The Elm has usually hermaphrodite or complete flowers, but may be sometimes monoecious. The perianth is a bell-shaped structure with a variable number of teeth, or segments, and tubular below. It is hairy on the lower part, and the teeth are sparingly glandular. The pistil lies in the centre surmounted by a bifid stigma, with papillae on the inner face and pectinate glandular structures or hairs. There are as many stamens as perianth-lobes. The stigma is usually said to ripen before the anthers, as is usually the case in wind-pollinated flowers, but sometimes the anthers ripen first. There are 2 anther-cells, and they open outwards. Soon after the stigma matures the anther-stalks lengthen, and if the stigma be still receptive, pollen falling on the stigmas, the flower will be self-pollinated. In the ordinary course pollen is blown upwards to another flower on the same tree. When the anthers have withered the style lengthens and the stigma protrudes from the perianth, in which it was at first included. In spite of its adaptation to cross-pollination by the wind the Common Elm does not, in England, set perfect seed as a rule. Personally, the writer is inclined to attribute this to a tendency to self-pollination which seems not to have been generally noticed, especially when proterandry occurs and is not well marked. The fruit or samara is dispersed by aid of the wind, the broad wing serving this end.
Though generally planted, the Elm appears to flourish best in loamy or clayey soil, and if grown on sandy soil the horizontal roots are often exposed to the weather and to frost, and the tree is liable to die off in the upper part during drought, or from exposure of the roots.
The Elm is liable to the attacks of fungi, similar to those that infest the Wych Elm, as Taphrina ulmi, Mycosphcerella ulmi (Elm leaf spot), Psilocybe spadicea, Hypholoma fascicularis, Flammula ulmicola, Pholiota adiposa, Pleurotus ulmarius, Collybia velutipes, Forties fomen-tarius; Tinder fungus, Hydnum diversidens; Oak rot, Phleospora ulmi; galls such as Schizoneura ulmi, Pemphigus pallidus; the moths, Wood Leopard, Lime Hawk-moth, Copper Underwing, Common Dagger, Small Engraved Moth; the butterflies, Large Tortoise-shell, Comma, White-letter Hairstreak; the beetles, Orchestes alni, Scolytus destructor, S. multistriatus, Hylesinus vittatus, Epipeda plana, Quedius ventralis, Ocypus fuscatus, Trichonyx sulcicollis, Symbiotes latus, Endonychus coccineus, Dacne humeralis, Cerylon histeroides, Lcemophloeus ater, Mycetophagus populi, Teresias serra, Dorcus parallelipedus, Ischnodes sanguinicollis, Haplocnemus impressus, Rhagium inquisitor. The He-miptera Heteroptera, Brachysteles parvicornis, Phytocoris ulmi, Ortho-tylis viridinervis, 0. ochrotrichus, 0. prasinus, Malacocoris chlorizans, Asciodema fieberi are found on Elm. The following Hemiptera Homoptera, also infest the Elm: Pediopsis ulmi, Allygius commutatus, Alebra albo-striella var. Wahlbergi, Typhlocyba ulmi, T. lethierryi. A Hymenopterous insect, Psen pallipes, is found on it.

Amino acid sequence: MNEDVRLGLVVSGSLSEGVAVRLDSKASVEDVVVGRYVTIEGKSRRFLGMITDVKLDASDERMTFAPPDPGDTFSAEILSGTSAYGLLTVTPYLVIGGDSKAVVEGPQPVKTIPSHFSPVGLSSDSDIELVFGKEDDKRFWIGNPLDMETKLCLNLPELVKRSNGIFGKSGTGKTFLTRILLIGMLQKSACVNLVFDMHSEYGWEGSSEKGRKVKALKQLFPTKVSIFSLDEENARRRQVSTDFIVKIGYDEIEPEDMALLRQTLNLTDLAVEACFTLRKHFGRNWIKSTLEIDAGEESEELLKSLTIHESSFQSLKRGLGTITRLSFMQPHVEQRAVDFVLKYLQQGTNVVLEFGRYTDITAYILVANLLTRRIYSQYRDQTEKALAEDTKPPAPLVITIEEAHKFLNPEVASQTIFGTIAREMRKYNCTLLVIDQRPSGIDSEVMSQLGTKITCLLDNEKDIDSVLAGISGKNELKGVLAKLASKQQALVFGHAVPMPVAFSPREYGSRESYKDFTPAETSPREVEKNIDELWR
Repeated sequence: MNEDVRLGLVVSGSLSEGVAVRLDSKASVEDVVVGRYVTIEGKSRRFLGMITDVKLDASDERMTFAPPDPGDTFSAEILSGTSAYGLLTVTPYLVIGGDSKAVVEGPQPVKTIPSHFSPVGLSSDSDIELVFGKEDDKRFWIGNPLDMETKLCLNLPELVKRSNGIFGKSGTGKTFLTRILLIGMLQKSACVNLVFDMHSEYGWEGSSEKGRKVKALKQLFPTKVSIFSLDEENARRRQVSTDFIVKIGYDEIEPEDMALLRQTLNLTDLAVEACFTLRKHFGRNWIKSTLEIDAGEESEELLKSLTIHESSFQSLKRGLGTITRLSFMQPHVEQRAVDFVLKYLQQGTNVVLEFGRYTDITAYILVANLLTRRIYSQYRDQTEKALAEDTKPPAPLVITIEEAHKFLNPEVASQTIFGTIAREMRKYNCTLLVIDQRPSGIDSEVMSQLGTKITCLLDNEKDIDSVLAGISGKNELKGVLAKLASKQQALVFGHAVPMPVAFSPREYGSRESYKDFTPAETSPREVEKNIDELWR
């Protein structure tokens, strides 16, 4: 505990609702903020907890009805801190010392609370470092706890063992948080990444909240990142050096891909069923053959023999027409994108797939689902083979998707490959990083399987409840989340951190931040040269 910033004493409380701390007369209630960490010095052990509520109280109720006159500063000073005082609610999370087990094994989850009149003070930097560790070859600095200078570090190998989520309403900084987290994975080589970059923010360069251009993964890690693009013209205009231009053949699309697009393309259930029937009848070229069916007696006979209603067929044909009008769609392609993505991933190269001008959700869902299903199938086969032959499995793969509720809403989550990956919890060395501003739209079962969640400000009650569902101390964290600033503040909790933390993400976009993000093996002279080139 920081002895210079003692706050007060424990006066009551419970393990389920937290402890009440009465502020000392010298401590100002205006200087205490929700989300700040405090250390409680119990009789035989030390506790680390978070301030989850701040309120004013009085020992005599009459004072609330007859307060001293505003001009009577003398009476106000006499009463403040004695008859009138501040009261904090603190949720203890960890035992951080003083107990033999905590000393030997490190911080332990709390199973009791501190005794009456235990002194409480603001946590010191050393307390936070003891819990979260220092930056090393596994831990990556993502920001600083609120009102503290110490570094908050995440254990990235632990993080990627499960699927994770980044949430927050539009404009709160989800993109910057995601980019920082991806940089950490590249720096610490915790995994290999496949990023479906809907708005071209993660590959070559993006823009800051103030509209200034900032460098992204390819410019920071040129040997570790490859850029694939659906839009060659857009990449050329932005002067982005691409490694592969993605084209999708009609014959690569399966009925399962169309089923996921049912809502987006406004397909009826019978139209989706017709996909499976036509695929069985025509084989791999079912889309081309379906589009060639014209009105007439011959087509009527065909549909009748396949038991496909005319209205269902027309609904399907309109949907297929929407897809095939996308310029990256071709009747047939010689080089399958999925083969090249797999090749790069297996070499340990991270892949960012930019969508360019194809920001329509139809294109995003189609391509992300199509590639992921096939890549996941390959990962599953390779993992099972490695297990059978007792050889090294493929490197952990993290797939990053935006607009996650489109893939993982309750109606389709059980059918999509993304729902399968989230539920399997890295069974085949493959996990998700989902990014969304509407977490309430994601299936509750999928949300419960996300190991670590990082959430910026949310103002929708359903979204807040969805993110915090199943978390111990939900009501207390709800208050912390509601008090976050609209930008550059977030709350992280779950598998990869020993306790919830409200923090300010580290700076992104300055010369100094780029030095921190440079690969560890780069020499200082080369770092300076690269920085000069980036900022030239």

The names by which the Elm is known are numerous, viz.: Allom-tree, Alme, Aum, Elem, Ellem, Elm, English Elm, Elmen, Elven, Helm, Horse May, May, Ome Tree, Owm. The name Elm is apparently cognate with the Latin Ulmus, a Plinyan name for the Elm, and Ellum is a general name for Elm. The corky type, Ulmus suberosa, is called All-heart.
Called in some districts Elven, the Elm seems to have been considered to have had some connection with fairies. The name May is applied to a piece of Elm gathered early in the morning of the first day of the month. The Elm in Devonshire is regarded as one of those trees which are not liable to be struck by lightning, but this is not generally the case.
Agricultural operations have been guided in the past by the time when the tree is in leaf, as is illustrated by the following lines: " When the Elmen leaf is as big as a mouse's ear, Then to sow barley, never fear; When the Elmen leaf is as big as an ox's eye, Then say I ' Hie! boys, hie!'"
A variety with broad leaves in Cornwall is called Horse May.
The Elm is a useful timber tree. Not only is the hard wood or brown heart used but also the sapwood. Water-pipes were once made of hollow Elm. The wood is durable and resists the action of water well, being employed for pumps, keels, bilge-boards on ships. It is also used for furniture and chairs.
Essential Specific Characters: 277. Ulmus campestris, L. - Tree, erect, branches ascending, leaves ovate, dentate, asperous, flowers 4-5-fid, seed above middle of samara, near the notch.